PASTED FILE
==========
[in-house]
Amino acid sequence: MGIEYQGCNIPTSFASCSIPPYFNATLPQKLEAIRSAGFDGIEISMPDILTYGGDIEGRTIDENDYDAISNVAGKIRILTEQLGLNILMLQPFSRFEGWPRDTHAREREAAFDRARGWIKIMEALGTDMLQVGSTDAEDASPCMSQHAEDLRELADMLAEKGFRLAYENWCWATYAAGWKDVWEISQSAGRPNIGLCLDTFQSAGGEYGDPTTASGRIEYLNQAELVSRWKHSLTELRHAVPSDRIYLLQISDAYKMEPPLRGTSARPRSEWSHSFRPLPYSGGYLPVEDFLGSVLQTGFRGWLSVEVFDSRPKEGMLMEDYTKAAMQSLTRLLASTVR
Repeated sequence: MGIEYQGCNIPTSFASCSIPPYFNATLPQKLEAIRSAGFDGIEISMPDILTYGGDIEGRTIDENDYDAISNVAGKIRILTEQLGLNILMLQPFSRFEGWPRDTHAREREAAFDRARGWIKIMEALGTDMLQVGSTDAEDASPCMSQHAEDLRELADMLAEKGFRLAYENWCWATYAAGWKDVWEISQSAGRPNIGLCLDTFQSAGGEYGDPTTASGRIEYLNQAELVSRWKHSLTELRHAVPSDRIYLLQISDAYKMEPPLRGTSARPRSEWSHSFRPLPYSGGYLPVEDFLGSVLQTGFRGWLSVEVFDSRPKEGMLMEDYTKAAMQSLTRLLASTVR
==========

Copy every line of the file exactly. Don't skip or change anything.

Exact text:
[in-house]
Amino acid sequence: MGIEYQGCNIPTSFASCSIPPYFNATLPQKLEAIRSAGFDGIEISMPDILTYGGDIEGRTIDENDYDAISNVAGKIRILTEQLGLNILMLQPFSRFEGWPRDTHAREREAAFDRARGWIKIMEALGTDMLQVGSTDAEDASPCMSQHAEDLRELADMLAEKGFRLAYENWCWATYAAGWKDVWEISQSAGRPNIGLCLDTFQSAGGEYGDPTTASGRIEYLNQAELVSRWKHSLTELRHAVPSDRIYLLQISDAYKMEPPLRGTSARPRSEWSHSFRPLPYSGGYLPVEDFLGSVLQTGFRGWLSVEVFDSRPKEGMLMEDYTKAAMQSLTRLLASTVR
Repeated sequence: MGIEYQGCNIPTSFASCSIPPYFNATLPQKLEAIRSAGFDGIEISMPDILTYGGDIEGRTIDENDYDAISNVAGKIRILTEQLGLNILMLQPFSRFEGWPRDTHAREREAAFDRARGWIKIMEALGTDMLQVGSTDAEDASPCMSQHAEDLRELADMLAEKGFRLAYENWCWATYAAGWKDVWEISQSAGRPNIGLCLDTFQSAGGEYGDPTTASGRIEYLNQAELVSRWKHSLTELRHAVPSDRIYLLQISDAYKMEPPLRGTSARPRSEWSHSFRPLPYSGGYLPVEDFLGSVLQTGFRGWLSVEVFDSRPKEGMLMEDYTKAAMQSLTRLLASTVR